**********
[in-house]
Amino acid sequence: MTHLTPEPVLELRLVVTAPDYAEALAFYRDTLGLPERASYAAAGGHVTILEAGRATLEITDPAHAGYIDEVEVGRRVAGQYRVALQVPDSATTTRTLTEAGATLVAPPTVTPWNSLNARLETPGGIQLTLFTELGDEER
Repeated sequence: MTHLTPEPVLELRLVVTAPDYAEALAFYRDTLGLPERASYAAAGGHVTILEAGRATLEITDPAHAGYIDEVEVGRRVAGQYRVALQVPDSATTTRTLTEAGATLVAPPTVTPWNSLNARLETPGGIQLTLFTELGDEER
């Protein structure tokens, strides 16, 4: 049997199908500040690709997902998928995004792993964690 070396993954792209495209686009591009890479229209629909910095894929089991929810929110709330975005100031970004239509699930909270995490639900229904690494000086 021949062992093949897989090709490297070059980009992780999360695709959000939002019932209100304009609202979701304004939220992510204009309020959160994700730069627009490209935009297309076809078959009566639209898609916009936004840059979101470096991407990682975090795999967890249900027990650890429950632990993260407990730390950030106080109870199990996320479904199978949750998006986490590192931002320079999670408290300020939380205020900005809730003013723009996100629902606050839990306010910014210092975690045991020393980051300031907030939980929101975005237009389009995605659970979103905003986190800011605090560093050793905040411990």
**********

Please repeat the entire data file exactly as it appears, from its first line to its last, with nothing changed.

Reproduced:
[in-house]
Amino acid sequence: MTHLTPEPVLELRLVVTAPDYAEALAFYRDTLGLPERASYAAAGGHVTILEAGRATLEITDPAHAGYIDEVEVGRRVAGQYRVALQVPDSATTTRTLTEAGATLVAPPTVTPWNSLNARLETPGGIQLTLFTELGDEER
Repeated sequence: MTHLTPEPVLELRLVVTAPDYAEALAFYRDTLGLPERASYAAAGGHVTILEAGRATLEITDPAHAGYIDEVEVGRRVAGQYRVALQVPDSATTTRTLTEAGATLVAPPTVTPWNSLNARLETPGGIQLTLFTELGDEER
């Protein structure tokens, strides 16, 4: 049997199908500040690709997902998928995004792993964690 070396993954792209495209686009591009890479229209629909910095894929089991929810929110709330975005100031970004239509699930909270995490639900229904690494000086 021949062992093949897989090709490297070059980009992780999360695709959000939002019932209100304009609202979701304004939220992510204009309020959160994700730069627009490209935009297309076809078959009566639209898609916009936004840059979101470096991407990682975090795999967890249900027990650890429950632990993260407990730390950030106080109870199990996320479904199978949750998006986490590192931002320079999670408290300020939380205020900005809730003013723009996100629902606050839990306010910014210092975690045991020393980051300031907030939980929101975005237009389009995605659970979103905003986190800011605090560093050793905040411990």